Welcome to Issue 15 of Zooscape! One year on my birthday, the devilishly smart orange tabby who was my best friend during childhood managed to sneak a dead bird into the house. He left it in front of my bedroom door as an offering. This is part of the modern mythology of cats — they kill small birds and rodents, especially mice, and bring them to their people as offerings. Cats value dead mice, so that’s what they offer as gifts. From a cat’s perspective, a dead mouse is the best possible gift you can get. Cats, mice, mythology. I have always related heavily to cats. In the language of…
by Jack Adam Our drakopegasus rarely bites. And almost never in anger. She tries to breathe fire, but struggles when she’s high. Thin air up there. It’s difficult to always know what she wants, while she seems to understand me just fine. I was always simple, resistant to change, predictable. She, however, is complex, a myriad of feelings, notions as wide as the sea. Her lineage includes destroyers of kingdoms, hoarders of treasures, and yes, a few swallowers of men. I don’t know where I came from, and Perseus won’t tell me. I’d like to think heroic steeds. Maybe even Unicorns.
What They Serve in Valhalla
by David Sklar It’s such a nuisance, dying every day. Being eaten every day by the same rough men. You may not know this, but my body is still me, even when it’s meat. So I feel the passage of my roasted flesh through their intestines. The battle sweat isn’t so sexy, once you’ve spent time in a person’s gut. But you get to know a man that way, in a way no one else does. I’ve been in the warriors of Valhalla, every one. I’m in them still, becoming part of them. It’s a hassle, being resurrected every day. Remembering, even after I have been eaten, what form to…
by Searska GreyRaven The street lights were just flicking on as I walked up the sidewalk toward a dimly lit industrial building. Well, dimly lit for a human. My feline eyes had no problem with it. I reached the entrance and hesitated, one paw clutching a thermal bag while the other hovered over a faintly glowing doorbell. I tried to take a slow, even breath. It came in ragged and left even worse. Damn it, I had it bad. Cats are supposed to be aloof. I was anything but aloof. You can do this, Cal. Breathe. Just ask her. The worst she can do is say no, right?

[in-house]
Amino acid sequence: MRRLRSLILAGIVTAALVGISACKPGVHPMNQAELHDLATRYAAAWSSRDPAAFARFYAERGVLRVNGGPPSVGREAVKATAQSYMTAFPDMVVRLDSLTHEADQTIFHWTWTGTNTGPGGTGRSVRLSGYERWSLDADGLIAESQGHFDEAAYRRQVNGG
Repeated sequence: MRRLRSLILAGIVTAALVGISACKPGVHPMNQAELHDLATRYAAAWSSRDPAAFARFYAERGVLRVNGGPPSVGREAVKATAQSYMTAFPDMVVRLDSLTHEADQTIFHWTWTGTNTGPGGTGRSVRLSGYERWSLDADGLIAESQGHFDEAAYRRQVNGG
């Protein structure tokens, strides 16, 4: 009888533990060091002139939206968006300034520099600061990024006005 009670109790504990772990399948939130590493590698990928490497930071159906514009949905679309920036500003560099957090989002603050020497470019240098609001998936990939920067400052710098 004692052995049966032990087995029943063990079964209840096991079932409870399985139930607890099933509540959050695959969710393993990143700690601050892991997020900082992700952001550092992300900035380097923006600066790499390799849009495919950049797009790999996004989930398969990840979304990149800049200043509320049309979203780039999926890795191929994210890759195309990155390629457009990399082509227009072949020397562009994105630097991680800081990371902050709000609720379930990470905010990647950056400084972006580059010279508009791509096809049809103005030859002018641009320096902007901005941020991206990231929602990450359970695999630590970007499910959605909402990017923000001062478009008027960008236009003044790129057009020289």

Cat and Mouse
by Gabriel Robinson A mouse was very sleepy. He could not sleep for thinking of the cat who prowled outside the hole in the baseboard. Sometimes the cat poked in a paw, lying on his shoulder to curl his claws upward in a playful way that made the mouse’s heart shudder. Sometimes he went away. He could be gone for hours. Those times were the worst, because the mouse never knew when he would return. He preferred the certainty that the cat was out there, with his fangs, pacing and watching the hole.
The Sacrificial Mouse
by Divyasri Krishnan Four of us were bred for the mission. We were of good Perognathus longimembris lab stock, sturdy, banister-brown, able to go 148 hours without drinking water, which ensured our feces would be as concentrated as possible. We had never been outside the silver grate of our cage. We had never tunneled in soil that didn’t taste like metal. But that was okay; we were special. We were astronauts. They introduced us to the humans a month before launch. The big one, like a long stick, didn’t take much to us. But the elderly one loved us and spoke to us often, even when the scientists got mad.
The Best Way to Procure Breakfast
by Dana Vickerson If Mama doesn’t get up soon, we’re going to miss our chance to get off Mars. Mama is a human, but I call her “Mama” because she says I am her baby kitty and her special boy. She is sleeping, but I am hungry. It’s a delicate art, waking up your human. If you’re too eager, they’ll likely get cross with you, and while Mama is a sweet and kind soul, I do not like to see her cross. If you are too gentle, though, your human is likely to continue their blissful sleep while you sit on the floor with a rumble in your belly.
The Analogue Cat
by Alice “Huskyteer” Dryden When you wake, you wait a few moments for your eyes to come online. You can manage without them, but it’s pleasant to lie in the dark warmth and purr while the blurred pixels slowly crystallise into your world. You stretch a striped arm and extend your claws until the pink quick shows, then pick up your other arm and lock it into position. Stretch. Extend. The joints move with ease and the claws, opaque white on this paw, click smoothly in and out. It’s time to begin. You’re a second-generation Bengal. Your parents were grown in the wombs of human women who needed the money…
by Anna Madden The moon is fat with silver the night men attack with metal teeth held in their hands. The stars are holes punched out of a black sky, arrows pouring down. I flee the torrent, the biting sticks like burrs between keeled scales. The air tastes of salt and danger. The nest is lost, but your egg is safe. I carry it within my maw. I fear you’ll be born a fool, like me. A mooncalf hatchling, or a shining new dawn? There are so few safe places left. Our world dies one wingbeat at a time, but still, I fly. * * * About the Author…
Welcome to Issue 14 of Zooscape! Furry fiction is as old as tales about gods turning themselves and others into animals, as old as fairy tales with animal helpers, as old as redwood trees, as old as the practice itself of telling stories. We’ve always told stories about animals, anthropomorphizing everything around us, animating every corner of our lives with more life. Furry fiction is old and young at the same time. The bright colors and colorful antics of animal characters naturally appeal to the youngest of readers, but those of us who stay young at heart never let go of our love for animal stories even as the world…